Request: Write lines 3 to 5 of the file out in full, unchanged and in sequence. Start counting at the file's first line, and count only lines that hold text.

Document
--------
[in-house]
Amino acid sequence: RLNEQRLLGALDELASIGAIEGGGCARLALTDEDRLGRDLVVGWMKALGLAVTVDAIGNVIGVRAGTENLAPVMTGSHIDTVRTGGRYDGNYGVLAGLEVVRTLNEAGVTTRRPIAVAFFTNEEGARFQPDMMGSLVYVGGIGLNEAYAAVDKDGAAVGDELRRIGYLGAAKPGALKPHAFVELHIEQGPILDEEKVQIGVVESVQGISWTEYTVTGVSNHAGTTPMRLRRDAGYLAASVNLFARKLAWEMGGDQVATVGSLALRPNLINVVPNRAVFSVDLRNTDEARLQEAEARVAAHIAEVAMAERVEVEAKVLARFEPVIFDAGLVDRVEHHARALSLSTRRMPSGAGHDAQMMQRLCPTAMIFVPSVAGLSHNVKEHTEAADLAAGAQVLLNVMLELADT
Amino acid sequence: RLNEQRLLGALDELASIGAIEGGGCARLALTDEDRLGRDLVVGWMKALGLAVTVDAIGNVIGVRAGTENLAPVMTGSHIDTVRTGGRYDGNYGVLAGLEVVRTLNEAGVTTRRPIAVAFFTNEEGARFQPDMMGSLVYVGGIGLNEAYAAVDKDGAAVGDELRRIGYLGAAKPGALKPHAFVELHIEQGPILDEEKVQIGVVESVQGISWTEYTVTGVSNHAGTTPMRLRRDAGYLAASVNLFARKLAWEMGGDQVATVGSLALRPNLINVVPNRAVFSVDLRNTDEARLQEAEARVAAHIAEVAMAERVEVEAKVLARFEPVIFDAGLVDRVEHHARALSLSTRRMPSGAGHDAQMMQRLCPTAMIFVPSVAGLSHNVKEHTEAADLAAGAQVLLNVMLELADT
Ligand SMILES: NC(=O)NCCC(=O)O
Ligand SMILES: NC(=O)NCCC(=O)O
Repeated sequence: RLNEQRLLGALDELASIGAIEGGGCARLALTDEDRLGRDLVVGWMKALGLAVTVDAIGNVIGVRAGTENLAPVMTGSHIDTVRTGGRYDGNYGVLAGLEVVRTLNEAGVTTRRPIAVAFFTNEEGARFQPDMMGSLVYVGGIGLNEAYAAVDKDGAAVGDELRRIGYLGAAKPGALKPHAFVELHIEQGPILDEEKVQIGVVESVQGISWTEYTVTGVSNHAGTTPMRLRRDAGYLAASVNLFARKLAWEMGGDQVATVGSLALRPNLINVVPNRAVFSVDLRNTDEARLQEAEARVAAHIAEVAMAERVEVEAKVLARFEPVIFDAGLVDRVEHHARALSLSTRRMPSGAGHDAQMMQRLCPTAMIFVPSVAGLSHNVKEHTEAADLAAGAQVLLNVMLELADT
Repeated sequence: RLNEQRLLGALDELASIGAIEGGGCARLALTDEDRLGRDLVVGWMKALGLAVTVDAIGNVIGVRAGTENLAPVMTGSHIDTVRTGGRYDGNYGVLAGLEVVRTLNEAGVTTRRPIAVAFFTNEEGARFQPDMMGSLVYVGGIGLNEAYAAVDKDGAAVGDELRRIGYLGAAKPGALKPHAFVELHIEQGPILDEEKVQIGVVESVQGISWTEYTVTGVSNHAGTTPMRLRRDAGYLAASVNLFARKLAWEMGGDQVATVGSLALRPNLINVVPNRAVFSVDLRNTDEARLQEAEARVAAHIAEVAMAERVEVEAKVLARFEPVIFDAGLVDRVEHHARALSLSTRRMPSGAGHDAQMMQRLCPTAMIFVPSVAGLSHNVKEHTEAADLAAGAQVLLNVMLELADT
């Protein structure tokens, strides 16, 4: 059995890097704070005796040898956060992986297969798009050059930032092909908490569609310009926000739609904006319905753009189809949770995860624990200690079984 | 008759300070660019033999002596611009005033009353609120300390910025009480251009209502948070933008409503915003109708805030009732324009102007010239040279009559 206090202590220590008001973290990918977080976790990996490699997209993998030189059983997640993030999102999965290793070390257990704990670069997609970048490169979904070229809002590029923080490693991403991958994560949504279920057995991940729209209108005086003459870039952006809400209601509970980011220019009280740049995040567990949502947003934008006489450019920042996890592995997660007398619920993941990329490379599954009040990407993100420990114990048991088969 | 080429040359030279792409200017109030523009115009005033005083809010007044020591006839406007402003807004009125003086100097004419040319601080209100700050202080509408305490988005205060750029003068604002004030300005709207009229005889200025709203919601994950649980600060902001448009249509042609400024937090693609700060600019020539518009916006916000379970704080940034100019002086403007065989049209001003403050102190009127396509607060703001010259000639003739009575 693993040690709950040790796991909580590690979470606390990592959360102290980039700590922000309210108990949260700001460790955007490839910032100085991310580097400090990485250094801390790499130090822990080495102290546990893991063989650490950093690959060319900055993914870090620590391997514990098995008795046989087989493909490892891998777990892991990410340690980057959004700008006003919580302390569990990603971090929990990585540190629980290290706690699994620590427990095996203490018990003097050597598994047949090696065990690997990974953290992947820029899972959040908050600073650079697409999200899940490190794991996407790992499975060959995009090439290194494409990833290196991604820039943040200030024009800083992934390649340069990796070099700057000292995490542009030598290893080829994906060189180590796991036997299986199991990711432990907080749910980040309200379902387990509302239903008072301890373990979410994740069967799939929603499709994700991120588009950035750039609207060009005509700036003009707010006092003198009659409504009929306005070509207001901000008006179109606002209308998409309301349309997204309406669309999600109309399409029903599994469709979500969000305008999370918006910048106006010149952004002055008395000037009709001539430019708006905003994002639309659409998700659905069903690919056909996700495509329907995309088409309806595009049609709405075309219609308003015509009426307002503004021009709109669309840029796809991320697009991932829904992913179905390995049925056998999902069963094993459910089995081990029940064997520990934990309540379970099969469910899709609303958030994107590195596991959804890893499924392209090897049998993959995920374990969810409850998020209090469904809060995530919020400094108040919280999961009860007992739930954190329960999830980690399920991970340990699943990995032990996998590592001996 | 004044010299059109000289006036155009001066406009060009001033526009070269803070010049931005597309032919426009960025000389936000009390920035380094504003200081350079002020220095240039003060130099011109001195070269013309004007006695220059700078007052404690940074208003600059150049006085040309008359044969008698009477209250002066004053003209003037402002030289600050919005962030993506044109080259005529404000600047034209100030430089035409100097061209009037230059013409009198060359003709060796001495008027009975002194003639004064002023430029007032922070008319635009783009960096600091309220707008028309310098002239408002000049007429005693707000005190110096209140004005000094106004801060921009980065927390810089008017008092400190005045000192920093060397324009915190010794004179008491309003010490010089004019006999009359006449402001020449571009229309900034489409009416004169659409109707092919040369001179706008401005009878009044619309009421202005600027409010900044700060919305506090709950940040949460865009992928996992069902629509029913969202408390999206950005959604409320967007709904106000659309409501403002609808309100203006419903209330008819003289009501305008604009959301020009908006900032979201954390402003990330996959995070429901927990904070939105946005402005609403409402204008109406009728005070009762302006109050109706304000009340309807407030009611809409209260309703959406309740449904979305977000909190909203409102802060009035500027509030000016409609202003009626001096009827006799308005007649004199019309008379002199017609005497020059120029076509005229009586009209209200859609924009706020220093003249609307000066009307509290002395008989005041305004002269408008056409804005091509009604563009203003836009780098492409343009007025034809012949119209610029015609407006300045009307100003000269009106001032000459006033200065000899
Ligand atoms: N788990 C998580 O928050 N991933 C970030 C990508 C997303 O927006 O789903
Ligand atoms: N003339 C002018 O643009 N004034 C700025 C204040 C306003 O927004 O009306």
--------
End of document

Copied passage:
Amino acid sequence: RLNEQRLLGALDELASIGAIEGGGCARLALTDEDRLGRDLVVGWMKALGLAVTVDAIGNVIGVRAGTENLAPVMTGSHIDTVRTGGRYDGNYGVLAGLEVVRTLNEAGVTTRRPIAVAFFTNEEGARFQPDMMGSLVYVGGIGLNEAYAAVDKDGAAVGDELRRIGYLGAAKPGALKPHAFVELHIEQGPILDEEKVQIGVVESVQGISWTEYTVTGVSNHAGTTPMRLRRDAGYLAASVNLFARKLAWEMGGDQVATVGSLALRPNLINVVPNRAVFSVDLRNTDEARLQEAEARVAAHIAEVAMAERVEVEAKVLARFEPVIFDAGLVDRVEHHARALSLSTRRMPSGAGHDAQMMQRLCPTAMIFVPSVAGLSHNVKEHTEAADLAAGAQVLLNVMLELADT
Ligand SMILES: NC(=O)NCCC(=O)O
Ligand SMILES: NC(=O)NCCC(=O)O